MySQL Compression

There are a lot of instances where it’s extremely convenient to blobs of data in a MySQL database. It’s not necessarily the most efficient storage, but it definitely has convenience points.

Speaking of convenience, MySQL actually includes compression functions that you can use right in your queries, allowing you to store the data compressed, but sill have introspection abilities without any special interface. Unfortunately, however, those functions aren’t directly compatible with, say, the PHP gzip extension, so you’re stuck packing all of the compression load on your perhaps already overloaded database.

That is, until now. A few days ago I was facing this exact problem at work, and with a little goading from the DBAs (i.e., they said it was “impossible”), I determined that I’d fix it, regardless of what it took.

After a few skinny dips into both the MySQL and gzip-extension source code, I discovered that MySQL was prepending a long integer onto the beginning of the compressed string. Luckily, this is easy to replicate in PHP:

// compress compatible with MySQL UNCOMPRESS(...)
$compressed = pack('L', strlen($string)).gzcompress($string);

// uncompress compatible with MySQL COMPRESS(...)
$uncompressed = gzuncompress(substr($compressed, 4));

Compression for all!

6 Comments so far

  1. Olaf on July 13th, 2009

    What about the possible space character at the end of the uncompressed string? Mysql documentation says: “If the string ends with space, an extra “.” character is added to avoid problems with endspace trimming…”

    This will break in your case, wouldn’t it?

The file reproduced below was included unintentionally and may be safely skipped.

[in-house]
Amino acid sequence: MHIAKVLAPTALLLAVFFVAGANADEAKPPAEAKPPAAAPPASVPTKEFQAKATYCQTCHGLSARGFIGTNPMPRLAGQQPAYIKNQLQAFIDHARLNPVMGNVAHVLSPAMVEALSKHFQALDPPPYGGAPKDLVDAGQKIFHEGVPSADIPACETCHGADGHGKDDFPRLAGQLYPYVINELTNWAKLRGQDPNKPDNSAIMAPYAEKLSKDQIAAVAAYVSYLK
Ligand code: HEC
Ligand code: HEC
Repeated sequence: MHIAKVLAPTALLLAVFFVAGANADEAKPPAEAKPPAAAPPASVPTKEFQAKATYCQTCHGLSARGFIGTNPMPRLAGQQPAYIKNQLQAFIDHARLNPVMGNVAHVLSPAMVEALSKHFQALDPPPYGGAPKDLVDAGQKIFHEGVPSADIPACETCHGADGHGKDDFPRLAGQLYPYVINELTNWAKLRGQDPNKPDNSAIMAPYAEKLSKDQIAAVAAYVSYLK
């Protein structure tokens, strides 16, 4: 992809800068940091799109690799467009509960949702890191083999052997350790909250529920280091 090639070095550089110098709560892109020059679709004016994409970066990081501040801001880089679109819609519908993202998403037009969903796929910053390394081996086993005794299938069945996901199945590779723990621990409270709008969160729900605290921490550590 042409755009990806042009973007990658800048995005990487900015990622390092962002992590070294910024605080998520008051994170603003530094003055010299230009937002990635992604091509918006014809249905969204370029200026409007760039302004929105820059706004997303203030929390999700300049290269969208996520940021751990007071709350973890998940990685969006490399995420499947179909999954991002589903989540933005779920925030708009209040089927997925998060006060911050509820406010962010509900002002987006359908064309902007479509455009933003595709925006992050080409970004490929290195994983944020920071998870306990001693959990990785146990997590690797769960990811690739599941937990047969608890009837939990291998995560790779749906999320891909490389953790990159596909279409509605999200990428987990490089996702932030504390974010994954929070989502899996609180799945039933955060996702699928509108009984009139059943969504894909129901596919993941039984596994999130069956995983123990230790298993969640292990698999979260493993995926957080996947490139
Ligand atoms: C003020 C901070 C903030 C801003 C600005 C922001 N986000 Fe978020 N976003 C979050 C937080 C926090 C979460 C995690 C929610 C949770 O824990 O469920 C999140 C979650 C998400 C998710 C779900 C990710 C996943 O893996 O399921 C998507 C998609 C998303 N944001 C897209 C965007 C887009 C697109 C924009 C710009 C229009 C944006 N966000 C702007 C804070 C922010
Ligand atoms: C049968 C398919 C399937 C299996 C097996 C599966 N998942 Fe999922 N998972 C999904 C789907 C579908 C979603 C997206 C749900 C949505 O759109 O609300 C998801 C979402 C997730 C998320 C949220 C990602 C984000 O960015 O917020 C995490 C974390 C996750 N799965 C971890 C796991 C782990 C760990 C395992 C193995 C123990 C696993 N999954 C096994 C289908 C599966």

2. andrew on July 30th, 2009

    Olaf, while that could cause issues for the code above, it only occurs if you’re storing the compressed string in a CHAR or VARCHAR column. And the manual states:

    Use of nonbinary string data types such as CHAR or VARCHAR to store compressed strings is not recommended … because character set conversion may occur. Use a VARBINARY or BLOB binary string column instead.

    We’ve definitely ran into problems where I work by storing compressed data in a VARCHAR column, so I’d personally reiterate their warning.

  3. shaun on October 31st, 2009

    This got me on the right track, but compress code needs to be the following to be compatible with MySQL UNCOMPRESS():

    $compressed = pack(‘L’, strlen($string)).gzcompress($string);

  4. andrew on December 4th, 2009

    Shaun: You’re correct, the code as listed before was incorrect. I must have copied it over wrong. I’ve updated the post; thanks for commenting!

  5. Carw on July 16th, 2013

    pack(‘L’, strlen($string)) doesn’t work for me. I use pack(‘V’, strlen($string)). Any way thanks a lot for your example.

  6. andrew on January 9th, 2014

    Carw: your comment raises a good point. The ‘L’ format of pack uses the machine byte-order, whereas N and V force big and little endian byte-orders (respectively). If you’re using different architectures between the machines running PHP and the machines running your database, you may need to explicitly specify the endianness.

    Thanks for commenting!

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